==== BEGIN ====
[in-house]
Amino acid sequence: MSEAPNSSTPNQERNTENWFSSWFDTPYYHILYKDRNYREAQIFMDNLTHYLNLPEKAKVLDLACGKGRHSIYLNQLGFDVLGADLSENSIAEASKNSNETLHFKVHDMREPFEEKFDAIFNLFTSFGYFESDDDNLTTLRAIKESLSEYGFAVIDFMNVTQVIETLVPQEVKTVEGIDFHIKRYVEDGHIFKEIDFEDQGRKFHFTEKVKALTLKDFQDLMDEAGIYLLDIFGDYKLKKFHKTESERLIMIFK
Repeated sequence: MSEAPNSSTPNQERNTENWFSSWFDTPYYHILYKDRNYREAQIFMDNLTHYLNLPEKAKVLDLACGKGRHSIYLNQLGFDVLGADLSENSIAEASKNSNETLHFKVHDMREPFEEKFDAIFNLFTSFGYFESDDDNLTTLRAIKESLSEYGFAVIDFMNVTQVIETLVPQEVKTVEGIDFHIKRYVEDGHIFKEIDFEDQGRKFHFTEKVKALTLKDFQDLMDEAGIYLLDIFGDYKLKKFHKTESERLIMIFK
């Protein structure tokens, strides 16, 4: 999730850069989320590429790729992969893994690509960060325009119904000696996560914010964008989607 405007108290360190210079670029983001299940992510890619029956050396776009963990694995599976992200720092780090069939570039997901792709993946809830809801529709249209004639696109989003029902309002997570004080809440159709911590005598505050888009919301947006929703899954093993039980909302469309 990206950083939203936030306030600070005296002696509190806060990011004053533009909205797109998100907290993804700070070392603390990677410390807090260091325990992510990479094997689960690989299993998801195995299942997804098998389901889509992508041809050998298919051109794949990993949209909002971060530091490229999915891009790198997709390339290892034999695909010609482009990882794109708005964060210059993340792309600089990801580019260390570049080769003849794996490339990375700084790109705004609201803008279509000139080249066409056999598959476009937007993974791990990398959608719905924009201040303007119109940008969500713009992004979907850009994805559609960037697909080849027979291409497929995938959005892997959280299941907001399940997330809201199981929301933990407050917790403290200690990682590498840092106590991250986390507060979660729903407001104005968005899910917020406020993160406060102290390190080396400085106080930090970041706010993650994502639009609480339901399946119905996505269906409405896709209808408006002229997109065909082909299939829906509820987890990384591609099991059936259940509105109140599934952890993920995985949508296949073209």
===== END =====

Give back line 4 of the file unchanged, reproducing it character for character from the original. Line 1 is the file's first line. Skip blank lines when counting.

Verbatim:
């Protein structure tokens, strides 16, 4: 999730850069989320590429790729992969893994690509960060325009119904000696996560914010964008989607 405007108290360190210079670029983001299940992510890619029956050396776009963990694995599976992200720092780090069939570039997901792709993946809830809801529709249209004639696109989003029902309002997570004080809440159709911590005598505050888009919301947006929703899954093993039980909302469309 990206950083939203936030306030600070005296002696509190806060990011004053533009909205797109998100907290993804700070070392603390990677410390807090260091325990992510990479094997689960690989299993998801195995299942997804098998389901889509992508041809050998298919051109794949990993949209909002971060530091490229999915891009790198997709390339290892034999695909010609482009990882794109708005964060210059993340792309600089990801580019260390570049080769003849794996490339990375700084790109705004609201803008279509000139080249066409056999598959476009937007993974791990990398959608719905924009201040303007119109940008969500713009992004979907850009994805559609960037697909080849027979291409497929995938959005892997959280299941907001399940997330809201199981929301933990407050917790403290200690990682590498840092106590991250986390507060979660729903407001104005968005899910917020406020993160406060102290390190080396400085106080930090970041706010993650994502639009609480339901399946119905996505269906409405896709209808408006002229997109065909082909299939829906509820987890990384591609099991059936259940509105109140599934952890993920995985949508296949073209």